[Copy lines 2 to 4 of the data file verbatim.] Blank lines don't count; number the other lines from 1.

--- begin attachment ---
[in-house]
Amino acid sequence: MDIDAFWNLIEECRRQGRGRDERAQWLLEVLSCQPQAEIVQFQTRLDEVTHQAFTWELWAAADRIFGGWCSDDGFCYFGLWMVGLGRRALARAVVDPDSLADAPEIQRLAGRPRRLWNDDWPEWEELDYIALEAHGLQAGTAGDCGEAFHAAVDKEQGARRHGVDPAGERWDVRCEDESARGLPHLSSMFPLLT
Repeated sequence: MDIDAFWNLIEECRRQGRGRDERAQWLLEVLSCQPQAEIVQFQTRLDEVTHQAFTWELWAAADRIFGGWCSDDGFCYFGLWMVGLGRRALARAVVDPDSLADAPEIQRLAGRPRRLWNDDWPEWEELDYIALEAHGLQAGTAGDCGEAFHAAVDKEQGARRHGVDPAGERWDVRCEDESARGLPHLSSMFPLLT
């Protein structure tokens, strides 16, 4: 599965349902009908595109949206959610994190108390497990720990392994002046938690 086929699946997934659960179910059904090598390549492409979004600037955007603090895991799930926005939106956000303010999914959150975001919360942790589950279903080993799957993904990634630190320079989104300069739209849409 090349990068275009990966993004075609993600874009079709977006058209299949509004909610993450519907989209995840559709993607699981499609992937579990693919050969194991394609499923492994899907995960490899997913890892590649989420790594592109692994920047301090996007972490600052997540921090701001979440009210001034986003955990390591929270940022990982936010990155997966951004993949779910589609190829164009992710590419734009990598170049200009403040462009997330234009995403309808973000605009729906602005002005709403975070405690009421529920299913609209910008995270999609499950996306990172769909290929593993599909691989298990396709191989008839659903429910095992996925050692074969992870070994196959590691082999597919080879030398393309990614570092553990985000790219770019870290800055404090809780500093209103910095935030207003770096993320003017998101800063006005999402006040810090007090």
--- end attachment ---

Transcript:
Amino acid sequence: MDIDAFWNLIEECRRQGRGRDERAQWLLEVLSCQPQAEIVQFQTRLDEVTHQAFTWELWAAADRIFGGWCSDDGFCYFGLWMVGLGRRALARAVVDPDSLADAPEIQRLAGRPRRLWNDDWPEWEELDYIALEAHGLQAGTAGDCGEAFHAAVDKEQGARRHGVDPAGERWDVRCEDESARGLPHLSSMFPLLT
Repeated sequence: MDIDAFWNLIEECRRQGRGRDERAQWLLEVLSCQPQAEIVQFQTRLDEVTHQAFTWELWAAADRIFGGWCSDDGFCYFGLWMVGLGRRALARAVVDPDSLADAPEIQRLAGRPRRLWNDDWPEWEELDYIALEAHGLQAGTAGDCGEAFHAAVDKEQGARRHGVDPAGERWDVRCEDESARGLPHLSSMFPLLT
């Protein structure tokens, strides 16, 4: 599965349902009908595109949206959610994190108390497990720990392994002046938690 086929699946997934659960179910059904090598390549492409979004600037955007603090895991799930926005939106956000303010999914959150975001919360942790589950279903080993799957993904990634630190320079989104300069739209849409 090349990068275009990966993004075609993600874009079709977006058209299949509004909610993450519907989209995840559709993607699981499609992937579990693919050969194991394609499923492994899907995960490899997913890892590649989420790594592109692994920047301090996007972490600052997540921090701001979440009210001034986003955990390591929270940022990982936010990155997966951004993949779910589609190829164009992710590419734009990598170049200009403040462009997330234009995403309808973000605009729906602005002005709403975070405690009421529920299913609209910008995270999609499950996306990172769909290929593993599909691989298990396709191989008839659903429910095992996925050692074969992870070994196959590691082999597919080879030398393309990614570092553990985000790219770019870290800055404090809780500093209103910095935030207003770096993320003017998101800063006005999402006040810090007090």